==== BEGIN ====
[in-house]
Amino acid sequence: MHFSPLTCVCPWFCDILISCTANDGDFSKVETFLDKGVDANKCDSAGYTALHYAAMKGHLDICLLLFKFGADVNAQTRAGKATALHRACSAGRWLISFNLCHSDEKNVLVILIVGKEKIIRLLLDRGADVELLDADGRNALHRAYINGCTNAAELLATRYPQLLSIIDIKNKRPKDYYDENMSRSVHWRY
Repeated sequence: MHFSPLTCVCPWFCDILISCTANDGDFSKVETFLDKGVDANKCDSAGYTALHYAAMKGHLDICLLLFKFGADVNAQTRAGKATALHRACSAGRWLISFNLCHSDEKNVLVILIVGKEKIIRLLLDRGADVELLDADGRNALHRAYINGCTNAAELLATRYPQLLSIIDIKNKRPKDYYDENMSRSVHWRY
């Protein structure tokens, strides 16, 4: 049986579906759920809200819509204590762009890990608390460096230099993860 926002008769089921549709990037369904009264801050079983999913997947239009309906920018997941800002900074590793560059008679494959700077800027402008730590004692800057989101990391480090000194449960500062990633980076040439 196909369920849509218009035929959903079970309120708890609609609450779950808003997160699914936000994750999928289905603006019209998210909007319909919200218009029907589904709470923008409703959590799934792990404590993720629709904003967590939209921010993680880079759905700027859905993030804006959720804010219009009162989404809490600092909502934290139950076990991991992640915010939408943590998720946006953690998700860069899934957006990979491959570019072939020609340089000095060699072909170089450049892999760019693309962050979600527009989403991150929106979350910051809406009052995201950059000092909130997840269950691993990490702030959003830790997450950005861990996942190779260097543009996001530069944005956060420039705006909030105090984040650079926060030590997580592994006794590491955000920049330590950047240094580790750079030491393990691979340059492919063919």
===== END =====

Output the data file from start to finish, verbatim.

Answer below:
[in-house]
Amino acid sequence: MHFSPLTCVCPWFCDILISCTANDGDFSKVETFLDKGVDANKCDSAGYTALHYAAMKGHLDICLLLFKFGADVNAQTRAGKATALHRACSAGRWLISFNLCHSDEKNVLVILIVGKEKIIRLLLDRGADVELLDADGRNALHRAYINGCTNAAELLATRYPQLLSIIDIKNKRPKDYYDENMSRSVHWRY
Repeated sequence: MHFSPLTCVCPWFCDILISCTANDGDFSKVETFLDKGVDANKCDSAGYTALHYAAMKGHLDICLLLFKFGADVNAQTRAGKATALHRACSAGRWLISFNLCHSDEKNVLVILIVGKEKIIRLLLDRGADVELLDADGRNALHRAYINGCTNAAELLATRYPQLLSIIDIKNKRPKDYYDENMSRSVHWRY
């Protein structure tokens, strides 16, 4: 049986579906759920809200819509204590762009890990608390460096230099993860 926002008769089921549709990037369904009264801050079983999913997947239009309906920018997941800002900074590793560059008679494959700077800027402008730590004692800057989101990391480090000194449960500062990633980076040439 196909369920849509218009035929959903079970309120708890609609609450779950808003997160699914936000994750999928289905603006019209998210909007319909919200218009029907589904709470923008409703959590799934792990404590993720629709904003967590939209921010993680880079759905700027859905993030804006959720804010219009009162989404809490600092909502934290139950076990991991992640915010939408943590998720946006953690998700860069899934957006990979491959570019072939020609340089000095060699072909170089450049892999760019693309962050979600527009989403991150929106979350910051809406009052995201950059000092909130997840269950691993990490702030959003830790997450950005861990996942190779260097543009996001530069944005956060420039705006909030105090984040650079926060030590997580592994006794590491955000920049330590950047240094580790750079030491393990691979340059492919063919």